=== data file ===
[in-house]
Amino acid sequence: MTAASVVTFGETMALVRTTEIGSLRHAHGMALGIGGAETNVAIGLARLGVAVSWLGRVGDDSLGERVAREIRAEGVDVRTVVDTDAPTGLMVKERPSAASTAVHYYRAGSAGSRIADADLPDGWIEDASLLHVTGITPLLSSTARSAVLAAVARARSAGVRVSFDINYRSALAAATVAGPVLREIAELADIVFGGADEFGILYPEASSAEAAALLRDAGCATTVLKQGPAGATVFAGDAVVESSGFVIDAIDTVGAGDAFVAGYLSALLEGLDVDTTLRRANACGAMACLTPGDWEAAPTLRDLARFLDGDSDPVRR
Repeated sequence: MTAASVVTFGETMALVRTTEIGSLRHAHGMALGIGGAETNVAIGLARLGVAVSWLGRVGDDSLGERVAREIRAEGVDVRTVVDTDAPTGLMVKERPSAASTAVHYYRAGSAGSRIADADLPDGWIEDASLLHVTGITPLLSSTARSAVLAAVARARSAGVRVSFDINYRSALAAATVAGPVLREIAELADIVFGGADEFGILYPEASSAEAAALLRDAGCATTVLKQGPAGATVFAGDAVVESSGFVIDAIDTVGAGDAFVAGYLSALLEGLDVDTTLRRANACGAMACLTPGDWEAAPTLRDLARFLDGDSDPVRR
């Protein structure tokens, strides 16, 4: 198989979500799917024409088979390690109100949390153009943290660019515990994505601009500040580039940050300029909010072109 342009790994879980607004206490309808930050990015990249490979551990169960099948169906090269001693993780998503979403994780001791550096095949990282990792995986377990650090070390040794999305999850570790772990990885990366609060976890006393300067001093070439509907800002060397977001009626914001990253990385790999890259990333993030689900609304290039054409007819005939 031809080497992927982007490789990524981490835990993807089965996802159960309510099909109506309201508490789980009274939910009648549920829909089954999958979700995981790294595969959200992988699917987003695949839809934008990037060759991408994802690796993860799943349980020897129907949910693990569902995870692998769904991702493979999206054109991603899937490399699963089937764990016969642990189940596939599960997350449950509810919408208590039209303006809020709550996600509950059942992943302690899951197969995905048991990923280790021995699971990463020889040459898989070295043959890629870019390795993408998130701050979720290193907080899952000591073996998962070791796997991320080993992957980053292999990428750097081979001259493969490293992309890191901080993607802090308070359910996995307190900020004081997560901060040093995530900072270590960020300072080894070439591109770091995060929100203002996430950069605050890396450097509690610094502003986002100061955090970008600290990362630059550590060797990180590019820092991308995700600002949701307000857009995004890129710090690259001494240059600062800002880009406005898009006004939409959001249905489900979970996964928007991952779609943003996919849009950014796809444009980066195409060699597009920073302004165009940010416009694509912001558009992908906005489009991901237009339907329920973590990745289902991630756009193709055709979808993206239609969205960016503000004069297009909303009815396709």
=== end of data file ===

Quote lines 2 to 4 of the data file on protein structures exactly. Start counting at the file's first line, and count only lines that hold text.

Amino acid sequence: MTAASVVTFGETMALVRTTEIGSLRHAHGMALGIGGAETNVAIGLARLGVAVSWLGRVGDDSLGERVAREIRAEGVDVRTVVDTDAPTGLMVKERPSAASTAVHYYRAGSAGSRIADADLPDGWIEDASLLHVTGITPLLSSTARSAVLAAVARARSAGVRVSFDINYRSALAAATVAGPVLREIAELADIVFGGADEFGILYPEASSAEAAALLRDAGCATTVLKQGPAGATVFAGDAVVESSGFVIDAIDTVGAGDAFVAGYLSALLEGLDVDTTLRRANACGAMACLTPGDWEAAPTLRDLARFLDGDSDPVRR
Repeated sequence: MTAASVVTFGETMALVRTTEIGSLRHAHGMALGIGGAETNVAIGLARLGVAVSWLGRVGDDSLGERVAREIRAEGVDVRTVVDTDAPTGLMVKERPSAASTAVHYYRAGSAGSRIADADLPDGWIEDASLLHVTGITPLLSSTARSAVLAAVARARSAGVRVSFDINYRSALAAATVAGPVLREIAELADIVFGGADEFGILYPEASSAEAAALLRDAGCATTVLKQGPAGATVFAGDAVVESSGFVIDAIDTVGAGDAFVAGYLSALLEGLDVDTTLRRANACGAMACLTPGDWEAAPTLRDLARFLDGDSDPVRR
């Protein structure tokens, strides 16, 4: 198989979500799917024409088979390690109100949390153009943290660019515990994505601009500040580039940050300029909010072109 342009790994879980607004206490309808930050990015990249490979551990169960099948169906090269001693993780998503979403994780001791550096095949990282990792995986377990650090070390040794999305999850570790772990990885990366609060976890006393300067001093070439509907800002060397977001009626914001990253990385790999890259990333993030689900609304290039054409007819005939 031809080497992927982007490789990524981490835990993807089965996802159960309510099909109506309201508490789980009274939910009648549920829909089954999958979700995981790294595969959200992988699917987003695949839809934008990037060759991408994802690796993860799943349980020897129907949910693990569902995870692998769904991702493979999206054109991603899937490399699963089937764990016969642990189940596939599960997350449950509810919408208590039209303006809020709550996600509950059942992943302690899951197969995905048991990923280790021995699971990463020889040459898989070295043959890629870019390795993408998130701050979720290193907080899952000591073996998962070791796997991320080993992957980053292999990428750097081979001259493969490293992309890191901080993607802090308070359910996995307190900020004081997560901060040093995530900072270590960020300072080894070439591109770091995060929100203002996430950069605050890396450097509690610094502003986002100061955090970008600290990362630059550590060797990180590019820092991308995700600002949701307000857009995004890129710090690259001494240059600062800002880009406005898009006004939409959001249905489900979970996964928007991952779609943003996919849009950014796809444009980066195409060699597009920073302004165009940010416009694509912001558009992908906005489009991901237009339907329920973590990745289902991630756009193709055709979808993206239609969205960016503000004069297009909303009815396709």